Archie Battersbee’s life support system will be retired on Saturday morning

Archie Battersbee’s family were told his life support was to be removed on Saturday morning after their legal battle ended to move him from hospital to hospice.

A final appeal to the European Court of Human Rights to intervene in the case was dismissed late on Friday, following a High Court ruling that he must remain at the Royal London Hospital in Whitechapel, North east of London.

His parents had fought a long legal battle over the withdrawal of treatment and in recent days have made offers to the High Court, Court of Appeal and European Court of Human Rights for him to be transferred to a hospice to die there.

Paul Battersbee and Hollie Dance fought a long legal battle over withdrawal of treatment (Jonathan Brady/PA)Paul Battersbee and Hollie Dance fought a long legal battle over withdrawal of treatment (Jonathan Brady/PA)

The 12-year-old has been in a coma since being found unconscious by his mother in April and is being kept alive through a combination of medical interventions including ventilation and drug treatments.

His family was informed that the treatment would be stopped at 10 a.m. on Saturday.

A spokesman for campaign group Christian Concern, which supports Archie’s family, told the PA news agency: “All legal avenues have been exhausted.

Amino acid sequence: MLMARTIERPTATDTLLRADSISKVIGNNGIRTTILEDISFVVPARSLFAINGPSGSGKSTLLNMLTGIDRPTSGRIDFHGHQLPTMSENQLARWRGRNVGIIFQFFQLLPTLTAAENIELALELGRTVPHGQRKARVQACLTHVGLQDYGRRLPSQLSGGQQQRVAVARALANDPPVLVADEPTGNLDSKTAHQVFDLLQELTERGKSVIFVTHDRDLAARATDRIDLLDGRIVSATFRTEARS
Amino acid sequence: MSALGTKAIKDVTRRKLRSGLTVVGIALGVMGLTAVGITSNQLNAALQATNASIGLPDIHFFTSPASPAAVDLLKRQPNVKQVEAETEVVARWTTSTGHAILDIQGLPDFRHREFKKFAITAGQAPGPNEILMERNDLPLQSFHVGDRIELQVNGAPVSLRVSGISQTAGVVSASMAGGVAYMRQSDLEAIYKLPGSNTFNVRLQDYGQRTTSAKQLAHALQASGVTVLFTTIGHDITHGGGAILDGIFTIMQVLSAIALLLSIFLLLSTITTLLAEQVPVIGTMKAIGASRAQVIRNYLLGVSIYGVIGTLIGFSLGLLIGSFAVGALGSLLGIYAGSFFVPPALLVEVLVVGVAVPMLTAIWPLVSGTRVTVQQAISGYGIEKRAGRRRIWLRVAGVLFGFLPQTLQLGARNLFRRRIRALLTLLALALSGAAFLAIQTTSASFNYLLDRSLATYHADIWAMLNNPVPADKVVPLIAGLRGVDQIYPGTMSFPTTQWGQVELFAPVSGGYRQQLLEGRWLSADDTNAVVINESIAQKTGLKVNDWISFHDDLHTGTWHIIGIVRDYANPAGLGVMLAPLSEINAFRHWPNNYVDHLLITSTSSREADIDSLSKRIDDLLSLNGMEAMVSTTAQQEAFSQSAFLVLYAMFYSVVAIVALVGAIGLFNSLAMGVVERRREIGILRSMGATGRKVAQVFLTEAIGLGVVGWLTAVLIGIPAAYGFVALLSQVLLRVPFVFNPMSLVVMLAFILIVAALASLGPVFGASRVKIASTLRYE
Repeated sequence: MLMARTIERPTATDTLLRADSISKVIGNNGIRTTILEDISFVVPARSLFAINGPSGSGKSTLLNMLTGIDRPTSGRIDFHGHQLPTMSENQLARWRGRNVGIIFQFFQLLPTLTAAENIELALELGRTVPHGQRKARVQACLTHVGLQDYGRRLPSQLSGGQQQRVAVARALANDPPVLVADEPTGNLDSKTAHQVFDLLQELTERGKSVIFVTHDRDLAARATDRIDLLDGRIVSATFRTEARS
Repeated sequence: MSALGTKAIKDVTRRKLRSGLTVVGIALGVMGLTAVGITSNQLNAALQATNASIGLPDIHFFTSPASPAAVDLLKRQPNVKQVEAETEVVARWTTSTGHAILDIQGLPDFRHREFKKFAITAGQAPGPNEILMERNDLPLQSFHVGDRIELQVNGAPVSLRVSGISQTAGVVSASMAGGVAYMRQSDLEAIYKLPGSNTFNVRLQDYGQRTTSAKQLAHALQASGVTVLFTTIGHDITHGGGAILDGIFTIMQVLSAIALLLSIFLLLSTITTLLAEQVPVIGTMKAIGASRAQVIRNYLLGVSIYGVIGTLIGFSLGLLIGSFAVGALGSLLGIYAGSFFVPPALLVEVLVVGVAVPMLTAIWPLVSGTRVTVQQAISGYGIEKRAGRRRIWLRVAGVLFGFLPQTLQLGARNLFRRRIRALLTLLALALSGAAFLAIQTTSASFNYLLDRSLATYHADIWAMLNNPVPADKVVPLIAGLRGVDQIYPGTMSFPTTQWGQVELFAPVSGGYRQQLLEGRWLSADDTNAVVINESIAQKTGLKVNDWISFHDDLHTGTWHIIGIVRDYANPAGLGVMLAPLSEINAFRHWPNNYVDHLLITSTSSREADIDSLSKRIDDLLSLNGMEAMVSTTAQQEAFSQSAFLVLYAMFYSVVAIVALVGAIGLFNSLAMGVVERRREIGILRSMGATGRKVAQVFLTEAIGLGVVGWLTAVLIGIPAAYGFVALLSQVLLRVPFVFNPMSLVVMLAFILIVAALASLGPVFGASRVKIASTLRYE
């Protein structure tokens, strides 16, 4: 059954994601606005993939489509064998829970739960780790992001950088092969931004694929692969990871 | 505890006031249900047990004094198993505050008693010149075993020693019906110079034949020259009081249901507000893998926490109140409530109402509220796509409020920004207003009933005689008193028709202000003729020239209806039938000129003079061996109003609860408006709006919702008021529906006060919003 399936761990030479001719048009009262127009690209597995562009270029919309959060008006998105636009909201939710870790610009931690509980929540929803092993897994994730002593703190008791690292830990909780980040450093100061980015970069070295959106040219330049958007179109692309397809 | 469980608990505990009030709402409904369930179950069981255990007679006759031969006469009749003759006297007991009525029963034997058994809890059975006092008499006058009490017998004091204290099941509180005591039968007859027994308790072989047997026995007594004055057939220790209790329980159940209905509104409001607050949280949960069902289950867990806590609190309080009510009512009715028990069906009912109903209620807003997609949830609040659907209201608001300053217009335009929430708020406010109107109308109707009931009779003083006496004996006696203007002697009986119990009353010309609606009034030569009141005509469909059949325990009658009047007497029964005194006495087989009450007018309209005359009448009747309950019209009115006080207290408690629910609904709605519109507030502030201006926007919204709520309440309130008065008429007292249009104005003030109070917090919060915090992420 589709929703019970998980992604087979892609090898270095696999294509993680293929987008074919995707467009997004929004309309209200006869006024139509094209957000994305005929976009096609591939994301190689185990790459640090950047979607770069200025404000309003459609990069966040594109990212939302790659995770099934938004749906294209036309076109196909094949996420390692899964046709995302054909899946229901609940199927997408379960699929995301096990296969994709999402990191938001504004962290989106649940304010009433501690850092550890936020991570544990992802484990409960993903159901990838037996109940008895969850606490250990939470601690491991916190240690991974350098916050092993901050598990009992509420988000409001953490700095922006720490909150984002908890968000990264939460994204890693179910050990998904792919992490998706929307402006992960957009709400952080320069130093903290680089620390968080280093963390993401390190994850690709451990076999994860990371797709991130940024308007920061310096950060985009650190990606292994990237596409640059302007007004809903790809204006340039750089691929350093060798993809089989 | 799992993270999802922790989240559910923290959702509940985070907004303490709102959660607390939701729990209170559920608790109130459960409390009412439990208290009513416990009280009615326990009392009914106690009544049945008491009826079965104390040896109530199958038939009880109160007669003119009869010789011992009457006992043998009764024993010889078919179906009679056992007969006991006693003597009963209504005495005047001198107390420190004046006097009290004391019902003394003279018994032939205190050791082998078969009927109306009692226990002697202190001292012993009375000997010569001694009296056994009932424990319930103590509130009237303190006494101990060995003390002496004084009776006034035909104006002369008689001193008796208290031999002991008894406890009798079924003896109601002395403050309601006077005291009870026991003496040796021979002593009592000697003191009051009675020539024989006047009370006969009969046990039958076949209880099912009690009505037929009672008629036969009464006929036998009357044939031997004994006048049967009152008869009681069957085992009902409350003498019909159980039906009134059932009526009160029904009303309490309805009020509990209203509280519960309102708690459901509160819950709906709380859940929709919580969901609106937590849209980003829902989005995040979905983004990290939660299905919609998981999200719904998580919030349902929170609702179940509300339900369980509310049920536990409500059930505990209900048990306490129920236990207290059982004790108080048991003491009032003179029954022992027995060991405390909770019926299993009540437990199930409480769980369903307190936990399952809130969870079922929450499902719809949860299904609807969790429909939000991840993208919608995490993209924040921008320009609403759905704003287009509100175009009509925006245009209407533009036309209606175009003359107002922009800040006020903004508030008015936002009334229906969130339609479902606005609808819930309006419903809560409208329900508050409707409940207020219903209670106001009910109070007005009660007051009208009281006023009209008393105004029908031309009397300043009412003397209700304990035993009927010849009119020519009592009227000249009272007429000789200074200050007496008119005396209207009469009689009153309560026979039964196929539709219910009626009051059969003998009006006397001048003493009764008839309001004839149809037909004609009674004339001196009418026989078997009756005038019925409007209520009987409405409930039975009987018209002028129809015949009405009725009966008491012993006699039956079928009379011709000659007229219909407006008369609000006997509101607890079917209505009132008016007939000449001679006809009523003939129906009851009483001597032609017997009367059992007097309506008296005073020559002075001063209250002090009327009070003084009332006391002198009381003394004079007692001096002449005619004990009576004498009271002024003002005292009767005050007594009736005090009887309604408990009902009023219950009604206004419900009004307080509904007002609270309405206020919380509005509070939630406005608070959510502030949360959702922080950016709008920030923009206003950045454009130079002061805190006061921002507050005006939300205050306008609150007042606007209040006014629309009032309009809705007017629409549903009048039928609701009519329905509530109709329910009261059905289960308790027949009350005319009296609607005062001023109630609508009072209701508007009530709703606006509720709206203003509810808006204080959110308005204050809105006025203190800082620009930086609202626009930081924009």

“The family is devastated and spending precious time with Archie.”

Barts Health NHS Trust did not immediately update its statement, referring to its previous position which said no changes would be made to Archie’s care “until outstanding legal issues are resolved”.

Archie Battersbee caseArchie Battersbee has been hospitalized since April (Family/PA)

In a High Court decision on Friday morning, Judge Theis found it was not in Archie’s interests to be transferred to a hospice, and the Court of Appeal rejected leave to do so. appeal of this decision.

Christian Concern said the family wanted to challenge the High Court’s decision arguing that there had been breaches of Articles Six and Eight of the European Convention on Human Rights.

Article six is ​​the right to a fair trial and article eight is the right to respect for private and family life.

But a spokesman for the European court said it had received a request from representatives of Archie’s parents under Rule 39 which allows it to apply “interim measures” in “exceptional” cases, and that the complaints “did not fall within the scope” of this rule and therefore it would not intervene.

Archie Battersbee caseArchie’s life support is to be removed on Saturday morning (Family/PA)

The Court of Appeal judges said Mrs Justice Theis’ decision in the High Court dealt “in full with each of the points raised on behalf of the parents”.

The judges’ judges said they had ‘come to the clear conclusion that each of her decisions was fair for the reasons she gave’.

They added: ‘It follows that the proposed appeal has no chance of success and there is no other compelling reason for the Court of Appeal to entertain an appeal.’

The Court of Appeal judges also said one of the arguments made by Archie’s parents was “legally flawed”, adding: “It is also not easy to understand because it seeks to argue that Archie’s best interests have ceased to be relevant.”

Doctors who have treated the schoolboy for the past four months say Archie is ‘brain stem dead’, sparking a long but ultimately unsuccessful legal battle by his family to continue his treatment for survival in the hope that he would recover.

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